While state and county education officials may have hit a philosophical stone wall on the need for a new middle school in South Carroll, area parents are forging ahead.
"If the state won't fund construction, the county will have to find other [revenue] sources," said Bud Herndon, PTA president at Sykesville Middle School.
Groups from the area's four elementary feeder schools met recently with the middle school's PTA board to plan a strategy for their children's future in spacious facilities.
"We are in the planning stages now, but we want to inform and involve the public and our officials in this process," said Mr. Herndon.
With the elementaries all at or over capacity, crowding in the middle school can only continue.
"We can't wait any longer," said Mr. Herndon, whose son is in eighth grade at the school. "Something has to be done, and we are trying to find that something."
Sykesville, the only school for children in grades six through eight in the area, is 103 students above capacity this year. In September, the school will be over capacity by more than 200. The county classifies the building, remodeled from a high school into a middle school in 1967, "severely inadequate."
"We are always concerned with overcrowding," said Donald Pyles, Sykesville's principal. "Overcrowding can make a school less effective.
"The staffing is up to the number of students, and our test scores are among the highest in the county," he said. "We have a wonderful school with wonderful kids, but when do we hit critical mass?"
Every child has a classroom, he said, but eight of those rooms are now in portables. At least two portables will be added in September. This will further tax the school's facilities, including the cafeteria, music and art rooms.
"As far as the state is concerned, no problem exists," Mr. Pyles said.
Mr. Herndon said that if the state won't help, the county has to get its own construction ball rolling.
"The state has been trying to get out of the school construction business for five years," he said. "Our position is: This is the county's responsibility. We must control our own educational system."
Education has room to grow in South Carroll. On Oklahoma Road, just north of Liberty Road, the county has set aside a 20-acre site for a new, $11 million middle school. The state, which would finance 65 percent of the construction costs, denied planning approval for the project for the third time last year.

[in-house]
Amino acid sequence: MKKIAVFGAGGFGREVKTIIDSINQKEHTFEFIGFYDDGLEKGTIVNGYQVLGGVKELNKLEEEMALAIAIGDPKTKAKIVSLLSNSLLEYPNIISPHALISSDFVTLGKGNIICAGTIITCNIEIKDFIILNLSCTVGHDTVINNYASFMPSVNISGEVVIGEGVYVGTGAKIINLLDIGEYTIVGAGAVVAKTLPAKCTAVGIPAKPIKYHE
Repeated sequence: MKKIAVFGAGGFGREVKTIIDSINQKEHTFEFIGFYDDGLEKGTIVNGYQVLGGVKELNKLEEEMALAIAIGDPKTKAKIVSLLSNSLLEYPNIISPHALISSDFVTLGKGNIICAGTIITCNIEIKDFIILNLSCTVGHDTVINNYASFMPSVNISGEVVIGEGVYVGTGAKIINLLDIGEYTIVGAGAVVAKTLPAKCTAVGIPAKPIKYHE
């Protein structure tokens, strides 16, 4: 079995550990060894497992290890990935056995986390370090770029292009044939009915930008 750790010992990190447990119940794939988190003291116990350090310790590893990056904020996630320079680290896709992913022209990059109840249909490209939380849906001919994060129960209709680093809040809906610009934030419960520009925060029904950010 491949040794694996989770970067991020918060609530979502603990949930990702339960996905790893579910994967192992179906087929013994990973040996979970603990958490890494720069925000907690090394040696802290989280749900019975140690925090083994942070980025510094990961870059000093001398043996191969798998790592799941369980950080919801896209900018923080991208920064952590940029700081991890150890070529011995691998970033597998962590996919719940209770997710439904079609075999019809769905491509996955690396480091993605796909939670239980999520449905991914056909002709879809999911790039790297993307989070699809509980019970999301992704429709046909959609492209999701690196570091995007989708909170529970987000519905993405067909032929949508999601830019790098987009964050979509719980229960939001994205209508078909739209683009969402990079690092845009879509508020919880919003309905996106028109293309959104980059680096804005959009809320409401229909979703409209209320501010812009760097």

State planners don't feel Carroll's enrollment projections merit another school yet, said Vernon Smith, director of school support services in Carroll.
"We know those numbers are borderline," he said. "We believe the numbers are going to come fast and furiously."
The county will repeat its request in June and may get approval to begin planning in January 1994. Under optimum conditions, the new school could open in September 1997. Too long, said Mr. Herndon.
"It doesn't take four years to plan and construct a school," he said. "There are ways to accomplish this in a more timely fashion. We may have to move away from normal procedure."
Without the Oklahoma Road school, in 1997 Sykesville's capacity could be stretched beyond its limits -- with 1,170 children, 300 over capacity.
"Of the seven middle schools in the county, Sykesville is the most overcrowded, when we look at capacity," said Kathleen Sanner, assistant in school facilities.
"Oklahoma Road will be our number-one request again this year. If the state only gives us one request, we are asking to give us this."
While Sykesville presents the most immediate problem, three other county middle schools are also facing crowding in the next few years.
"West Middle will be rated inadequate next year," said Ms. Sanner. "North Carroll will be in trouble soon, and East Middle has only a few years left before it is over capacity."
The crowding issue will be "germane to the whole county," Mr. Pyles said.
"Until the emphasis in the community and with the financial people becomes education, we will have to deal with overcrowding," he said. "Children have no choice, but we do."
Many South Carroll parents said they are unwilling to wait for the state to give its approval to new construction.
They hear terms like "unlimited acreage" and "no cap on numbers of portables" and alarm bells go off.
"The county doesn't seem to be doing anything but watch the school enrollment get bigger," said Laura Rhodes, president of a neighborhood development association. "They build new elementary schools but don't plan for when these children get older."
Ms. Sanner said the South Carroll area continues to grow and several new housing developments are nearing completion. "We would like to have two middle schools with room to grow," she said.
"The state insists the new school be filled within one year of opening."
Mr. Herndon said he is planning several other meetings with elementary PTA boards. He hopes to organize a general meeting for parents and county and state officials later this spring.
"Sykesville is doing a superior job under the circumstances," he said. "We want to attack its overcrowding problems."
MIDDLE SCHOOL ENROLLMENTS
.. .. .. .. .. .. ... ....Current.. .. .. .1993-'94.. .. ..*1997-'98
School.. .. .. Capacity .enrollment.. .. ..enrollment.. ..enrollment
Mount Airy.. .. .708.. .. ..630.. .. .. .. .. .637.. ... .. ..634
New Windsor.. ...495.. .. ..445.. .. .. .. .. .464.. .. .. .. 521
North Carroll.. .933.. .. ..928.. .. .. .. .. .947.. .. .. .1,042
Northwest**.. ...990.. .. ..452.. .. .. .. .. .484.. .. . .. .496
Sykesville.. .. .878.. .. ..981.. .. .. .. ..1,084.. .. .. .1,170
Westminster East 928.. .. ..800.. .. .. .. ....870.. .. .. .. 978
Westminster West 1,145.. ..1,102.. .. .. .. ..1,169.. .. .. 1,273
* Projected enrollments
** Excess space here is used as Taneytown Elementary annex